ANTHONY ALBANESE – TRANSCRIPT – RADIO INTERVIEW – ABC RADIO AM WITH SABRA LANE – TUESDAY, 21 APRIL 2020
ANTHONY ALBANESE MP
LEADER OF THE AUSTRALIAN LABOR PARTY
MEMBER FOR GRAYNDLER
ABC RADIO AM WITH SABRA LANE
TUESDAY, 21 APRIL 2020
SUBJECTS: Coronavirus; Virgin Australia; support for Australian aviation industry during COVID-19.
SABRA LANE, HOST: The Federal Opposition Leader is Anthony Albanese. He joins us now. Good morning and welcome back to the program.
ANTHONY ALBANESE, LEADER OF THE AUSTRALIAN LABOR PARTY: Good morning, Sabra.
LANE: Is there any chance that the Government will tip in more money even if new owners are found?
ALBANESE: Well, we’ve got to remember this is about people. This is about the 9,000 workers directly employed by Virgin. The 6,000 indirectly employed as a result of Virgin. The hundreds of thousands employed in the tourism sector who depend upon a viable two-airline industry as an essential component of an effective tourism industry in Australia. And the millions of Australians who want an aviation sector that operates properly, that enables them to get to and from work or to tourist destinations, and particularly in regional Australia will suffer if Virgin just disappears. So, I believe that this is a critical juncture and it’s a big test for the Government. This isn’t a market failure. This is as a result of a Government decision, the right decision, to shut down sections of the economy to deal with the health crisis.
LANE: Alright. Let’s go into some of this. You say it’s also about workers. But it also is the fact that this company is 90 per cent foreign owned, Etihad and Singapore Airlines. So far, they’re not prepared to put up this money. Richard Branson, he seems to be focused on putting people into space. And it sounds like he’s prepared to mortgage his private island to help his global interests. But if none of these parties are serious about saving this Australian airline, why should taxpayers be on the hook for that?
ALBANESE: Look, there is a taxpayer interest in this. Putting people on the unemployment queues will cost taxpayers and it will cost the national economy if we don’t have a viable two-airline system. It’s one that didn’t just appear overnight. It’s one that’s developed over a period of time. Virgin Blue was in existence when Ansett collapsed.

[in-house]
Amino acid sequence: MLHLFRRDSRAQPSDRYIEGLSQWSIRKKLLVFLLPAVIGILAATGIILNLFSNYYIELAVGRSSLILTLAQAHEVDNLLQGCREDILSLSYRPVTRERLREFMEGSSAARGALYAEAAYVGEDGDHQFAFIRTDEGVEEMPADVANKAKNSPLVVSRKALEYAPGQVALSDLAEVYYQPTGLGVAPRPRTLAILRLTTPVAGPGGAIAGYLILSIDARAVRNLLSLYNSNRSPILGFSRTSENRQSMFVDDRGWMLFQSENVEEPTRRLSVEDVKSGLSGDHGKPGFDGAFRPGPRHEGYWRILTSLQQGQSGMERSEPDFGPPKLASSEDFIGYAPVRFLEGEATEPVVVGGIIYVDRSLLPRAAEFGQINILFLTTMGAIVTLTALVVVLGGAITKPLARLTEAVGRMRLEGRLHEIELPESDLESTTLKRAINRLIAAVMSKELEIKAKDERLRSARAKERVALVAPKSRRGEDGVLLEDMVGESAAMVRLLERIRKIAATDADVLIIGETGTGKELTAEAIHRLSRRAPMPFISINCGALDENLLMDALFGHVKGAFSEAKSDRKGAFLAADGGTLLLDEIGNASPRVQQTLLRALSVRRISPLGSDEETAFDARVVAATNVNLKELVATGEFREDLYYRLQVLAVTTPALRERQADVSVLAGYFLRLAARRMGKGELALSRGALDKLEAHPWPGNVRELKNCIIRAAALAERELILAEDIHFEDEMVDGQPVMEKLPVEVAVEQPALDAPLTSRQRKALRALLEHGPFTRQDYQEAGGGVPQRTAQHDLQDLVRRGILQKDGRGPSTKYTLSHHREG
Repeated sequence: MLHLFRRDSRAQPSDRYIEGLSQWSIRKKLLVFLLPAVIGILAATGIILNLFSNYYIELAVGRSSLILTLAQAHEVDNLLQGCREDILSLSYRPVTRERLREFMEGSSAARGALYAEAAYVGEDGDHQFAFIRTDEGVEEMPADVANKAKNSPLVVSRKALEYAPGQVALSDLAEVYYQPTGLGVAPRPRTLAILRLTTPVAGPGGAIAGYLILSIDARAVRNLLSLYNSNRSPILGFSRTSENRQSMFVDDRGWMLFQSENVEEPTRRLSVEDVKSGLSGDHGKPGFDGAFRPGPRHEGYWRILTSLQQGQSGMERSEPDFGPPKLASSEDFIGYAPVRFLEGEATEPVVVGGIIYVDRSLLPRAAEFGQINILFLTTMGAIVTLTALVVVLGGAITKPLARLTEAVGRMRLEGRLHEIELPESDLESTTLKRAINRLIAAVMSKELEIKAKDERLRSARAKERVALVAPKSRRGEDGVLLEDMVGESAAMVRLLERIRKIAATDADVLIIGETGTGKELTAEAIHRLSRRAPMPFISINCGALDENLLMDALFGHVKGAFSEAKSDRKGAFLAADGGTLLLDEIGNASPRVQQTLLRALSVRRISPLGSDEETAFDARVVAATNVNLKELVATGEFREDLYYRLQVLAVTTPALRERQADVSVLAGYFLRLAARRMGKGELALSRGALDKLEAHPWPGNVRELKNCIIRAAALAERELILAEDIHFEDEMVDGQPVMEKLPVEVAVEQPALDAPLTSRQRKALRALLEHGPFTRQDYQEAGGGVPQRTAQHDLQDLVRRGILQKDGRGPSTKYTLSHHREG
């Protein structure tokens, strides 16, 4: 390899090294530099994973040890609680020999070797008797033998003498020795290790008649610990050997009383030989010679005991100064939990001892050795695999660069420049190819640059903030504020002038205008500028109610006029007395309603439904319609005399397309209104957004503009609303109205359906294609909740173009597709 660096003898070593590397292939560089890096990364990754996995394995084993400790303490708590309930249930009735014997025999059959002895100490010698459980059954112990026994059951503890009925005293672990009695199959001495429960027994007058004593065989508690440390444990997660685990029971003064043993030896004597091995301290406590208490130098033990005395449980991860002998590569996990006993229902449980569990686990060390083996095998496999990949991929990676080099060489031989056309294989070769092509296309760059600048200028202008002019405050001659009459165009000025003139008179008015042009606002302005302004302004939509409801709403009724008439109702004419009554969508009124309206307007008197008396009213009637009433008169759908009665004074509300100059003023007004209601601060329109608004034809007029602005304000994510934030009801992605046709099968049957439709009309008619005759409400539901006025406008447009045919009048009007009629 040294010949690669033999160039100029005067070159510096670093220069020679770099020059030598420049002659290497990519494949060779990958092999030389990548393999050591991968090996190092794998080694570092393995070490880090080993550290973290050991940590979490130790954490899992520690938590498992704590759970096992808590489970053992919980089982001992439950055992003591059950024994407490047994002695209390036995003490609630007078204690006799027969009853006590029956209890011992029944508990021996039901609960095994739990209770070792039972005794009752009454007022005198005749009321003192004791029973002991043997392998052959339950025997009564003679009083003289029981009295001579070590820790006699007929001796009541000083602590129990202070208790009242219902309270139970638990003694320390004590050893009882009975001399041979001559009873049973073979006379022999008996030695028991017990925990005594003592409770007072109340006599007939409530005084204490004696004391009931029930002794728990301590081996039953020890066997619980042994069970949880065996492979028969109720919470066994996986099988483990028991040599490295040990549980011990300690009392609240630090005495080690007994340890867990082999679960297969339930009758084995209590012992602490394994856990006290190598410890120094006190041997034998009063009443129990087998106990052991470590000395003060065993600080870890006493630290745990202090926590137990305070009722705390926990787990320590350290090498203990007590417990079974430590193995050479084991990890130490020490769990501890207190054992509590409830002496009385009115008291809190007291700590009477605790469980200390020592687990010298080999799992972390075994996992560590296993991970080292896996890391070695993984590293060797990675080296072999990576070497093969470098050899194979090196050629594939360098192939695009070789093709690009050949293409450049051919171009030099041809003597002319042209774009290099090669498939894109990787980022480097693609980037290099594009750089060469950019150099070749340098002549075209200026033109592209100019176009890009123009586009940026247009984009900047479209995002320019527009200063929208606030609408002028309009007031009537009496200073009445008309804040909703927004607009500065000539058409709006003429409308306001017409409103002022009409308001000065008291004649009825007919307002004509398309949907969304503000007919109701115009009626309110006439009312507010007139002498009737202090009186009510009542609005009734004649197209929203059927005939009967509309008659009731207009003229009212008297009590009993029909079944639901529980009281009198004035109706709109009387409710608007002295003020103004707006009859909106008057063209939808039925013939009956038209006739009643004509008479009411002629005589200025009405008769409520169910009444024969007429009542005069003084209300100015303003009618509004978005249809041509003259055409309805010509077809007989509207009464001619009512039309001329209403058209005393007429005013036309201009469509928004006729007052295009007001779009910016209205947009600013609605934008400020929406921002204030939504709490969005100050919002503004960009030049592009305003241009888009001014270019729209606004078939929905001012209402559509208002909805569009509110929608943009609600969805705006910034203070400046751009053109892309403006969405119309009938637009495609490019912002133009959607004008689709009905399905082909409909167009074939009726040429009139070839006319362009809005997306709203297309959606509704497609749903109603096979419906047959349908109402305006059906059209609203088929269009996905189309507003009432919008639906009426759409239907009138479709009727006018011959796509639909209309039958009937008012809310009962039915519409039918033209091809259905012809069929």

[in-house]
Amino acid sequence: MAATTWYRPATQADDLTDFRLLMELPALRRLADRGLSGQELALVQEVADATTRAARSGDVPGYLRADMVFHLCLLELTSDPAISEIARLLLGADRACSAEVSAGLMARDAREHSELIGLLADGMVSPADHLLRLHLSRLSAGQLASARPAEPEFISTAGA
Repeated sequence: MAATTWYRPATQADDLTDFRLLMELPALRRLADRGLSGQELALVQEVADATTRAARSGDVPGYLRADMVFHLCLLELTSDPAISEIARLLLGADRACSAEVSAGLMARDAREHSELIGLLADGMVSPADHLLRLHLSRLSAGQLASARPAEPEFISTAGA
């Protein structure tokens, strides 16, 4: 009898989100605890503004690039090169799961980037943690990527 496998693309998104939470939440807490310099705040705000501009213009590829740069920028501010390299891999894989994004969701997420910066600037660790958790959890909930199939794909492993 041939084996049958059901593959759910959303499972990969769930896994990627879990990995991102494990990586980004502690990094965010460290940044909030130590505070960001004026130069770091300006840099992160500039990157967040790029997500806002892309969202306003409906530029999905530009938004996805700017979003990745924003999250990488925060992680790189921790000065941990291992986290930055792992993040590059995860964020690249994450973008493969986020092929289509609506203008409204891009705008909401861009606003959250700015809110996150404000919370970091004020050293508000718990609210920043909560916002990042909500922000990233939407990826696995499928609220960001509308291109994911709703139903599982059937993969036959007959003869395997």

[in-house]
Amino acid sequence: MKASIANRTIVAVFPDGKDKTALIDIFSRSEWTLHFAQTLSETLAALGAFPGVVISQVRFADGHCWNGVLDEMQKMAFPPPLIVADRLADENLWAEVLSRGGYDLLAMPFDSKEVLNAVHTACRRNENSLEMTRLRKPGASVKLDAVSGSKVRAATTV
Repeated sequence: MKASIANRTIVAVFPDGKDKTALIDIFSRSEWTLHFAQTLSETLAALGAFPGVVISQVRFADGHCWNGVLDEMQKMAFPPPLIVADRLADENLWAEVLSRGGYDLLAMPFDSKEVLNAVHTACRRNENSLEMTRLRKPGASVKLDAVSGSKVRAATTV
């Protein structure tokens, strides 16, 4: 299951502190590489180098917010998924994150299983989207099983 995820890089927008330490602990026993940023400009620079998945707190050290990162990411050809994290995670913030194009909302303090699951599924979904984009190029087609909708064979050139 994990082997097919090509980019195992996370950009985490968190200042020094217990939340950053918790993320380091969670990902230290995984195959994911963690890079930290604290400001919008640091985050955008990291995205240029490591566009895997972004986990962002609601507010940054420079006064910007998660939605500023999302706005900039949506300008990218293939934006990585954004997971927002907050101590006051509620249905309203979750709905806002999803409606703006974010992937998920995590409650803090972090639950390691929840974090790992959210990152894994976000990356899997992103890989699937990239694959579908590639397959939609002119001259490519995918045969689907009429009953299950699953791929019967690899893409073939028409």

LANE: This company has only turned a profit twice in the past decade.
ALBANESE: That’s right. Because it’s been investing largely in capital as it’s grown, as it’s grown to provide full service competition between Virgin Australia and Qantas and then budget airline competition between Tiger and Jetstar. That has been a good thing. It has invested in Australian jobs, particularly in Queensland, and it’s an important component of our national economy. And the idea that another airline will just appear overnight is a fantasy. And we know the Government has already raised the issue of cabotage that is removing restrictions on domestic airline activity and opening it up to foreign airlines.
LANE: Isn’t administration the best place for this company to be right now that gives them the time to reorganise the business and carry on? Given too that we know that there are two private equity firms, one of them Australian-based, that could be interested in taking up the company?
ALBANESE: Well, let’s be very clear about what the history of private equity firms is. Quite often, it’s about coming in, stripping assets and turning a profit for the private equity firm. It’s not about the national interest.
LANE: And you don’t think the Government’s mindful of that? Given you heard Mathias Cormann earlier say that the Government is determined to have two airlines operating in this country?
ALBANESE: With no plan whatsoever to get there except the fantasy that another one will appear overnight. And Scott Morrison, a Prime Minister who has a history of arguing to open up the airline sector, which would damage of course, obviously up to the disappearance of Virgin Australia but would also damage Qantas’ capacity to operate as an effective domestic airline.
LANE: Does the Qantas CEO, Alan Joyce, shoulder any responsibility for this?
ALBANESE: Look, this is the responsibility of the COVID-19 disease. Without that we wouldn’t be in this circumstance today. And that’s why talk about market responses is quite contrary. Reminds me of the Government’s rhetoric prior to intervening to have wage subsidies saying, ‘Oh, no, we just will not intervene in that way’. They eventually woke up that they had to. That ideology and market-based ideology was not effective at a time where the Government has shut down sections of the economy. Now they need to apply the same flexibility here, give consideration to the long-term national economic interest as well as the specific interests of these workers who have families, who are part of local communities, not just those directly employed, but those who will be impacted over the long-term if we don’t have a two-airline system in Australia.
LANE: Giving Virgin Airlines $1.4 billion sets a precedent for bailing out other companies, doesn’t it?
ALBANESE: They weren’t asking for a gift, Sabra. What they were asking for is support either in the form of a line of credit or what I have been arguing for which is an equity injection. And what we have around the world even including Virgin Australia, shareholders, Etihad, Singapore, HNA, all have direct government interests. And around the world, if you look at the aviation sector, particularly at this time, just about every airline in the Middle East, in Europe, in the US, they’re propped up by government support as well. The government is directly involved because governments recognise that it’s in the interest of nation states to have effective aviation sectors.
LANE: Okay. Federal Opposition Leader, Anthony Albanese. Thanks for joining the program this morning.
ALBANESE: Thanks very much, Sabra.